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Spotify Files to Go Public Via Unusual Direct Listing

The music service intends to trade under the "SPOT" symbol on the New York Stock Exchange.

Spotify officially filed for a public offering with the Security and Exchange Commission on Wednesday. The music service intends to trade under the “SPOT” symbol at the New York Stock Exchange (NYSE), and offer registered shareholders the opportunity to sell shares in the company.

The streaming giant isn’t using the traditional IPO process for its public offering, but instead a rarely-used process called a direct listing that comes without underwriters. This also means that the company won’t have a share opening price. Instead, it offered some guidance in its filing Wednesday based on private share sales, which have ranged between $90.00 and $132.50 per share this year.

Based on these metrics and the number of outstanding shares, Spotify could be worth as much as $23.44 billion. However, Spotify warned that private share sales disclosed Wednesday “may have little or no relation to the opening public price of our ordinary shares on the NYSE or the subsequent trading price of our ordinary shares on the NYSE.”

As part of its SEC filing, Spotify revealed Wednesday that it had 159 million monthly active users and 71 million paying premium subscribers at the end of December. The company generated close to $5 billion in revenue in 2017 (€4,090 million), compared to $3.6 billion in 2016. Operating losses for 2017 were $461.2 million, compared to around $425 million in 2016.

Spotify used much of its prospectus to highlight the positive impact it has had on the music industry overall. To that end, the company, which was founded in 2008, pointed out that by the end of 2017, it had paid more than $9.77 billion to rights holders. It also took credit for being a key part in reversing shrinking music industry revenues, which bottomed out in 2015, and continued to grow in 2016.

Other tidbits from Spotify’s SEC filing:

  • The company claims to have nearly twice as many paying subscribers as Apple Music.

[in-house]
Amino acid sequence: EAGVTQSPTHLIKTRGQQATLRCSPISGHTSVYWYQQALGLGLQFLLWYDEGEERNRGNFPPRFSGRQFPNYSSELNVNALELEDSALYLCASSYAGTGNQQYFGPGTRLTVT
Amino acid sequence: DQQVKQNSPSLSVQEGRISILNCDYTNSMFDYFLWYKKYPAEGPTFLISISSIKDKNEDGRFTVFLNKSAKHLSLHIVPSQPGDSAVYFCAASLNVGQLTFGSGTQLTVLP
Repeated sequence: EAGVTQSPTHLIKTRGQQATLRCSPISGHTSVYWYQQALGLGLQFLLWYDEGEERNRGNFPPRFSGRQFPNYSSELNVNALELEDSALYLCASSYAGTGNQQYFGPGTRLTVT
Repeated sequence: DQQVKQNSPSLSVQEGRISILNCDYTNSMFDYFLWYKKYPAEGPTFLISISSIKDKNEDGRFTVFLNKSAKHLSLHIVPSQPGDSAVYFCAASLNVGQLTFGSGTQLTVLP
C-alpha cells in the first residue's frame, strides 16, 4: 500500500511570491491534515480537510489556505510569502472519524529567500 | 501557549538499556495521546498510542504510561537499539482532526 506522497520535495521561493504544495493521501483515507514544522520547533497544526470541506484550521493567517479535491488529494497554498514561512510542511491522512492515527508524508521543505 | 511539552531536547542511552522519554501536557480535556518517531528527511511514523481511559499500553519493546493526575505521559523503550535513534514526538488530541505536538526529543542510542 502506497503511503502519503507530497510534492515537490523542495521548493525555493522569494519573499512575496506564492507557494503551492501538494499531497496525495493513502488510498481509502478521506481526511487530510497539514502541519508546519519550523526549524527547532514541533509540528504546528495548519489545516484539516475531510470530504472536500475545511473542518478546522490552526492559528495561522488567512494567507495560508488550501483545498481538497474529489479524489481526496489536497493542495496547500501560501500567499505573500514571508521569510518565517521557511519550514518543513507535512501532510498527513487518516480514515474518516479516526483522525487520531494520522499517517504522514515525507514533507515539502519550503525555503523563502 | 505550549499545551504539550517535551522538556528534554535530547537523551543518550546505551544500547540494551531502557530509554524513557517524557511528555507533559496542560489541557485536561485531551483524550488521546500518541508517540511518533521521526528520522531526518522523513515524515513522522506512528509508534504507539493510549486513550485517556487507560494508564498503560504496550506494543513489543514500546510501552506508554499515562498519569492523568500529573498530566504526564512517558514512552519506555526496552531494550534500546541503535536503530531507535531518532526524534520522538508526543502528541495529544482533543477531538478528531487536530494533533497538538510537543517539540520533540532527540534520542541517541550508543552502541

• Spotify’s users stream 25 hours of audio every month on average.
  • 31% of all listening on Spotify comes from playlists, including popular ones like Rapcaviar and personalized playlists like Discover Weekly. Two years ago, playlists accounted for less than 20% of all listening hours.
  • Premium subscribers stream more than three times as much music on average on Spotify as users on the ad-supported tier.
  • The company’s revenue per user for premium subscribers has been declining, from an average  of $8.62 in 2015 to an average of $6.39 in 2017. This is likely due to an increased focus on lower-priced student and family accounts.
  • Spotify users streamed 11.4 billion hours of content in 2017.
  • Spotify ended 2017 with 2,960 employees.
  • Spotify CEO Daniel Ek received total compensation of $1.53 million for 2017, which included a $1 million bonus for hitting certain benchmarks. Ek currently owns 23.8% of all outstanding Spotify shares.
  • Sony is the only label that still owns more than 5% of Spotify’s outstanding shares — 5.7%, to be exact.

Wednesday’s filing still missed a few key details, including the date of the public offering. The filing also mentioned that shareholders would be able to sell shares worth of up to $1 billion. Companies typically file their initial IPO registration with a placeholder number that offers a ballpark of the number of shares they end up selling.

However, since Spotify is filing for a direct listing, it isn’t actually selling any shares of its own, and is instead simply offering existing shareholders the opportunity to sell any or all of their shares — making that placeholder number all but meaningless.

Companies typically reveal further details about their public offering in amended filings closer to the date of their offering, so we should be able to learn more about Spotify’s plans for the NYSE in the coming days or weeks.

Correction: 2:25pm: A previous version of this post stated that Spotify had used $1 billion as a placeholder for the maximum number of shares to be traded, and that the company would provide additional details about the number of shares to be traded closer to the date of the offering. However, since this is a direct listing without a lock-in period for existing shares, shareholders could theoretically trade all of their shares on day one — or none at all.

 

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